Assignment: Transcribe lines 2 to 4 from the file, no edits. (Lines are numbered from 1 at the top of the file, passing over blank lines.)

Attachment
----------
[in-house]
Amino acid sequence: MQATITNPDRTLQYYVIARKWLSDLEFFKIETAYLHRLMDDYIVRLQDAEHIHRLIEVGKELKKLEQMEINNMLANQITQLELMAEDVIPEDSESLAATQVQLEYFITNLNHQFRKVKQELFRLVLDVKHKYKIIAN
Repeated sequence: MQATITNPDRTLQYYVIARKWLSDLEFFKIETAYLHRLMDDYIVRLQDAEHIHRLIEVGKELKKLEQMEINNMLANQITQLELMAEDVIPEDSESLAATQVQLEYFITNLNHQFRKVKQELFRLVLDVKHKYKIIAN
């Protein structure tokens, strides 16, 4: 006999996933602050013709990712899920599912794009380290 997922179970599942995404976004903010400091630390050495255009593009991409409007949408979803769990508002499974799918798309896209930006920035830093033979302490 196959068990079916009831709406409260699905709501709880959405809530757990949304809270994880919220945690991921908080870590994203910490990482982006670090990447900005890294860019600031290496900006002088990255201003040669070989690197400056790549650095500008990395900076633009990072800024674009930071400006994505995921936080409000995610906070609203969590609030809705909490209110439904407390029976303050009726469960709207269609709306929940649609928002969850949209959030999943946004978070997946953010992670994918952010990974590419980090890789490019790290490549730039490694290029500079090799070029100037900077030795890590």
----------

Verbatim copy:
Amino acid sequence: MQATITNPDRTLQYYVIARKWLSDLEFFKIETAYLHRLMDDYIVRLQDAEHIHRLIEVGKELKKLEQMEINNMLANQITQLELMAEDVIPEDSESLAATQVQLEYFITNLNHQFRKVKQELFRLVLDVKHKYKIIAN
Repeated sequence: MQATITNPDRTLQYYVIARKWLSDLEFFKIETAYLHRLMDDYIVRLQDAEHIHRLIEVGKELKKLEQMEINNMLANQITQLELMAEDVIPEDSESLAATQVQLEYFITNLNHQFRKVKQELFRLVLDVKHKYKIIAN
């Protein structure tokens, strides 16, 4: 006999996933602050013709990712899920599912794009380290 997922179970599942995404976004903010400091630390050495255009593009991409409007949408979803769990508002499974799918798309896209930006920035830093033979302490 196959068990079916009831709406409260699905709501709880959405809530757990949304809270994880919220945690991921908080870590994203910490990482982006670090990447900005890294860019600031290496900006002088990255201003040669070989690197400056790549650095500008990395900076633009990072800024674009930071400006994505995921936080409000995610906070609203969590609030809705909490209110439904407390029976303050009726469960709207269609709306929940649609928002969850949209959030999943946004978070997946953010992670994918952010990974590419980090890789490019790290490549730039490694290029500079090799070029100037900077030795890590």